- I also attended sessions by well-established personalities and found out why they are so respected. ELT stars are accessible! I shrank at the sight of ELT celebrities, such as Jeremy Harmer, Ken Wilson and Herbert Puchta to name a few, only to discover they were warm and willing to engage in deep conversation about education and life. I was amazed at their honest commitment to the profession and willingness to keep on learning!

All in all, there is no doubt that this has been the greatest professional experience in my life so far. And the only way to top that is coming back next year as a presenter. So that’s where I’m directing my energy now!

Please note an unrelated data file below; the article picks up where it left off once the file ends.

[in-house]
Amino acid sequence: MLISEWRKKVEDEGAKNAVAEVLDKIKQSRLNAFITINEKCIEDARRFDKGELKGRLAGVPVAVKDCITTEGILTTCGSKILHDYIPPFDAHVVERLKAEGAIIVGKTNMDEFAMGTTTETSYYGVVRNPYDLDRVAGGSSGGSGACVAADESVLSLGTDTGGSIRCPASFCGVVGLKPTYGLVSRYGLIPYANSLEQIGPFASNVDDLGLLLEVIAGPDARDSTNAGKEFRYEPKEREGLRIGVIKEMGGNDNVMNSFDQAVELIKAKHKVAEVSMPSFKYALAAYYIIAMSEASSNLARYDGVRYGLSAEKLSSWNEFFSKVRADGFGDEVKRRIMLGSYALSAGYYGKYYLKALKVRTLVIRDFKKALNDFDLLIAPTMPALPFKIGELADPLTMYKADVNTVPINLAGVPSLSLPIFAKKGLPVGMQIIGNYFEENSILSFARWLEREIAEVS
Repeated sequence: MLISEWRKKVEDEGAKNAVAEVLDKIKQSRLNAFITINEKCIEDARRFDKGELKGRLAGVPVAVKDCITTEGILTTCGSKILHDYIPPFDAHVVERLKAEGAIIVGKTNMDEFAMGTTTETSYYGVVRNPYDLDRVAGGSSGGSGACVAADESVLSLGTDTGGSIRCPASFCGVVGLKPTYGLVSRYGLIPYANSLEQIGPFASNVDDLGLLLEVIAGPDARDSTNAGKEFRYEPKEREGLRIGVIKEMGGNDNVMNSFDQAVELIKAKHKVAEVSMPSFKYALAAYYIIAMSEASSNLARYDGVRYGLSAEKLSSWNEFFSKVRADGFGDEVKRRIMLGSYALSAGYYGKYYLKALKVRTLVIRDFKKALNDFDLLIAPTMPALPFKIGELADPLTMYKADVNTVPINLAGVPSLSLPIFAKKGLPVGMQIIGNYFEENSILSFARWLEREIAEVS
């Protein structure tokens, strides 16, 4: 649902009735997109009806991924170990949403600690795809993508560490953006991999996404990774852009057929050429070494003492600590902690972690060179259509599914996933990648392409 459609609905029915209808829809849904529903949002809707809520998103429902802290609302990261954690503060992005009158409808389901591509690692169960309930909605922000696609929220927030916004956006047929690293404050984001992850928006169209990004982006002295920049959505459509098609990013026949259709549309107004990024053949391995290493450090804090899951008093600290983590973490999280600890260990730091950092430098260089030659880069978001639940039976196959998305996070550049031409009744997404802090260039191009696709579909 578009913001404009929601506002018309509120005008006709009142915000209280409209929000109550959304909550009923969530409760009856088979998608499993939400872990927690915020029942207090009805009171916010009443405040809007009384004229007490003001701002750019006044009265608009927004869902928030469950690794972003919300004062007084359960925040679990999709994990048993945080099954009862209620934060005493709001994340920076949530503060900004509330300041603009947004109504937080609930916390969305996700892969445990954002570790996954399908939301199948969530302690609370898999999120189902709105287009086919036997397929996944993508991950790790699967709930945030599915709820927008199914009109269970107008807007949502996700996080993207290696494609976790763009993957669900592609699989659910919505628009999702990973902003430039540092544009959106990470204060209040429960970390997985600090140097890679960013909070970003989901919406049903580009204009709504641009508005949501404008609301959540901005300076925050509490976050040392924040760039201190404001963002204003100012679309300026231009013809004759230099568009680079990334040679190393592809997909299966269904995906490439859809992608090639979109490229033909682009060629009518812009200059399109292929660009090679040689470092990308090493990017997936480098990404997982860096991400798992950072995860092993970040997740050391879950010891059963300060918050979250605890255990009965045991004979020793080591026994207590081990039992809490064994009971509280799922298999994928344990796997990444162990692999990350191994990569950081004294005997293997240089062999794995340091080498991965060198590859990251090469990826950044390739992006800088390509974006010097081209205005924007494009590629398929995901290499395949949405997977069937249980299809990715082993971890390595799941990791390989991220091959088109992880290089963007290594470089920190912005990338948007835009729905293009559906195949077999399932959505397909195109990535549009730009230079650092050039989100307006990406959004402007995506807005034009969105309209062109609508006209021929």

Sunday, 23 May 2010

Digital Game Based Learning: an introduction through videos

Darren Elliott from The lives of Teachers and Karenne Sylvester from Kalinago English have come up with the nice idea of a sharing a blog post that has been overlooked for some reason.

So I have decided to share a blog post from Digital Play, a great blog on Digital Game Based Learning by Graham Stanley and Kyle Mawer. I somehow missed it when it came out and, given my interest in using games to promote language learning, I decided to bring it back to light as I think it is a great collection of videos to introduce teachers to DGBL.

So here it goes... read on

10 Online videos to watch

Sunday, 16 May 2010

10 Blogs Worth Keeping an Eye On

I have been following the 10 Blogs Worth Keeping an Eye On initiative with great interest as a way to discover new gems in cyberspace. And it is now my turn thanks to Ozge Karaoglu, who included my blog in her list!